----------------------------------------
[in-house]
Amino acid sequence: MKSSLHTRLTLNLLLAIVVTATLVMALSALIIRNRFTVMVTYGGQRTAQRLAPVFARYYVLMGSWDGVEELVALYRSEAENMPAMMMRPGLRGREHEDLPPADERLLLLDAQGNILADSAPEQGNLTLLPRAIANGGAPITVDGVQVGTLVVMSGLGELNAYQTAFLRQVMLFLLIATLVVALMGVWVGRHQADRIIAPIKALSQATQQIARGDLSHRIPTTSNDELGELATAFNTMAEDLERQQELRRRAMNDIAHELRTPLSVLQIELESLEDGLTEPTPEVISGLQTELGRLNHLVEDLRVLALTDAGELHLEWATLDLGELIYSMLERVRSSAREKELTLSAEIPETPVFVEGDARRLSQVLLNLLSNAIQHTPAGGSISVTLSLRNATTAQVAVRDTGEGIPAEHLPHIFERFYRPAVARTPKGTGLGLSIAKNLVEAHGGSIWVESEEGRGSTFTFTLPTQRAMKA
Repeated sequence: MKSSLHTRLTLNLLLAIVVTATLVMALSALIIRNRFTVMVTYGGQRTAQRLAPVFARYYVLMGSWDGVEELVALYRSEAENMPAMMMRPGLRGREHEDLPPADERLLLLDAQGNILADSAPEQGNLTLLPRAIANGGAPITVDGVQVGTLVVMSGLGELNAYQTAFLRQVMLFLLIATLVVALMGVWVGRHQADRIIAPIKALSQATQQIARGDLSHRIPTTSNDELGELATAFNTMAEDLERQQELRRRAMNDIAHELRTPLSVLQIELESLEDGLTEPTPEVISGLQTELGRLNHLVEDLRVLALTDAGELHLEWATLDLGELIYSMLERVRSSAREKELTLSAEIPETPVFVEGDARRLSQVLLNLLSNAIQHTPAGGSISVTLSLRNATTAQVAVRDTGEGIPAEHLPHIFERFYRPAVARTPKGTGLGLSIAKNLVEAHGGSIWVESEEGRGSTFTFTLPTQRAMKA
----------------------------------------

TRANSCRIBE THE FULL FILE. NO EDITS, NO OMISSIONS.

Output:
[in-house]
Amino acid sequence: MKSSLHTRLTLNLLLAIVVTATLVMALSALIIRNRFTVMVTYGGQRTAQRLAPVFARYYVLMGSWDGVEELVALYRSEAENMPAMMMRPGLRGREHEDLPPADERLLLLDAQGNILADSAPEQGNLTLLPRAIANGGAPITVDGVQVGTLVVMSGLGELNAYQTAFLRQVMLFLLIATLVVALMGVWVGRHQADRIIAPIKALSQATQQIARGDLSHRIPTTSNDELGELATAFNTMAEDLERQQELRRRAMNDIAHELRTPLSVLQIELESLEDGLTEPTPEVISGLQTELGRLNHLVEDLRVLALTDAGELHLEWATLDLGELIYSMLERVRSSAREKELTLSAEIPETPVFVEGDARRLSQVLLNLLSNAIQHTPAGGSISVTLSLRNATTAQVAVRDTGEGIPAEHLPHIFERFYRPAVARTPKGTGLGLSIAKNLVEAHGGSIWVESEEGRGSTFTFTLPTQRAMKA
Repeated sequence: MKSSLHTRLTLNLLLAIVVTATLVMALSALIIRNRFTVMVTYGGQRTAQRLAPVFARYYVLMGSWDGVEELVALYRSEAENMPAMMMRPGLRGREHEDLPPADERLLLLDAQGNILADSAPEQGNLTLLPRAIANGGAPITVDGVQVGTLVVMSGLGELNAYQTAFLRQVMLFLLIATLVVALMGVWVGRHQADRIIAPIKALSQATQQIARGDLSHRIPTTSNDELGELATAFNTMAEDLERQQELRRRAMNDIAHELRTPLSVLQIELESLEDGLTEPTPEVISGLQTELGRLNHLVEDLRVLALTDAGELHLEWATLDLGELIYSMLERVRSSAREKELTLSAEIPETPVFVEGDARRLSQVLLNLLSNAIQHTPAGGSISVTLSLRNATTAQVAVRDTGEGIPAEHLPHIFERFYRPAVARTPKGTGLGLSIAKNLVEAHGGSIWVESEEGRGSTFTFTLPTQRAMKA